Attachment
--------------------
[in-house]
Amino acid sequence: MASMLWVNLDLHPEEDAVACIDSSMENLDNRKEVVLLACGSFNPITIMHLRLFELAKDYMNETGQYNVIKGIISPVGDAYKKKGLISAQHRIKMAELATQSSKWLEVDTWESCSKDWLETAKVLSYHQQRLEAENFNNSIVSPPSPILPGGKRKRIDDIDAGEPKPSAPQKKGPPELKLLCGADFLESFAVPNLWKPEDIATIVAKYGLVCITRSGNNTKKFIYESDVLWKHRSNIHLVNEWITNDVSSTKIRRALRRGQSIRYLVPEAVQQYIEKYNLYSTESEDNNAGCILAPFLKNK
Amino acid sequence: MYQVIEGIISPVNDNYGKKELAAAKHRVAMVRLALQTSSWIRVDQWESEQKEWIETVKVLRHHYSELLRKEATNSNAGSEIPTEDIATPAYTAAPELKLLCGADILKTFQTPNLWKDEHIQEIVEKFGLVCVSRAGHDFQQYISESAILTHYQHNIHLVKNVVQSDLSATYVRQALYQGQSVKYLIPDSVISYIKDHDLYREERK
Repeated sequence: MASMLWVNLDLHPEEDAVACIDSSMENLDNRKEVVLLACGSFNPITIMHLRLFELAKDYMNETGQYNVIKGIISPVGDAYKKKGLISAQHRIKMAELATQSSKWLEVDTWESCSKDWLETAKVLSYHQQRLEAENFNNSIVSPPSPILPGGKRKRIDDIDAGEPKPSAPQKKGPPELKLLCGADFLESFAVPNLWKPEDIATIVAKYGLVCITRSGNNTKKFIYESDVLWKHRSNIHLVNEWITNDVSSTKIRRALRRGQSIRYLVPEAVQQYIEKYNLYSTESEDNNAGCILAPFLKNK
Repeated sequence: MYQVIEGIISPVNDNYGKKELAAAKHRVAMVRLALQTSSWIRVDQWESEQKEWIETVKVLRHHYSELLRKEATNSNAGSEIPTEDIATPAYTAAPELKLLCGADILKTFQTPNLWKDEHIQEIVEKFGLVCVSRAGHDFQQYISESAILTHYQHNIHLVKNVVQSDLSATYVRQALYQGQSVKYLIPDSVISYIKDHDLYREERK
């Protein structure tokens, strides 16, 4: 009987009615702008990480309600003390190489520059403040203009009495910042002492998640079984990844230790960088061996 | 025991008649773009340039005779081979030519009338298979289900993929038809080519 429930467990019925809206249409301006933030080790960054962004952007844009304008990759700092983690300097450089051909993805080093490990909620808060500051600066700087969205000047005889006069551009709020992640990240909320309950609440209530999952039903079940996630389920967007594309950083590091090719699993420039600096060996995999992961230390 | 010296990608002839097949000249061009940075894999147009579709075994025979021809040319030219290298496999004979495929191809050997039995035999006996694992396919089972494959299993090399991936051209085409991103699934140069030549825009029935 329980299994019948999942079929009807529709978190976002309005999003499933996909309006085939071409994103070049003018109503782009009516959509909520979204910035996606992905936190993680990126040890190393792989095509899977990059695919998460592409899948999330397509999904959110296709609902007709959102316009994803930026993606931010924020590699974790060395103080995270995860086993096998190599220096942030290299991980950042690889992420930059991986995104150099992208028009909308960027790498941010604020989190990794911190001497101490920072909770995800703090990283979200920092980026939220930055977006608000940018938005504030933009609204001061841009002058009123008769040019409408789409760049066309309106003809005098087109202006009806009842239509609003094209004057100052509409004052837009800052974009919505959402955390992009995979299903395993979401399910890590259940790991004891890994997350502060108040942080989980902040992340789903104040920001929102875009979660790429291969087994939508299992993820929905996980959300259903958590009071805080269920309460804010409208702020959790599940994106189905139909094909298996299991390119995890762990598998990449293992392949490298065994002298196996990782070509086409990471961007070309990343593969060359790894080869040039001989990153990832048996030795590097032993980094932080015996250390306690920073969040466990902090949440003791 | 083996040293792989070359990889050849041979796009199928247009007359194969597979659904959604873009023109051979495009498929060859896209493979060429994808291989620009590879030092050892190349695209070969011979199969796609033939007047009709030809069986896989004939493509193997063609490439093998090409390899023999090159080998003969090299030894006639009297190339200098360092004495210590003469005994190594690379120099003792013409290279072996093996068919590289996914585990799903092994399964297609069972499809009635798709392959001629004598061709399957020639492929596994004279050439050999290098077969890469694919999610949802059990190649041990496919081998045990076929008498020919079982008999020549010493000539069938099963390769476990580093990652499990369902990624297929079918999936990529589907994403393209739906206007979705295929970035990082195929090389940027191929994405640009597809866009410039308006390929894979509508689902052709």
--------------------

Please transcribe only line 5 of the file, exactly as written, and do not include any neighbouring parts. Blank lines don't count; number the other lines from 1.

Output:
Repeated sequence: MYQVIEGIISPVNDNYGKKELAAAKHRVAMVRLALQTSSWIRVDQWESEQKEWIETVKVLRHHYSELLRKEATNSNAGSEIPTEDIATPAYTAAPELKLLCGADILKTFQTPNLWKDEHIQEIVEKFGLVCVSRAGHDFQQYISESAILTHYQHNIHLVKNVVQSDLSATYVRQALYQGQSVKYLIPDSVISYIKDHDLYREERK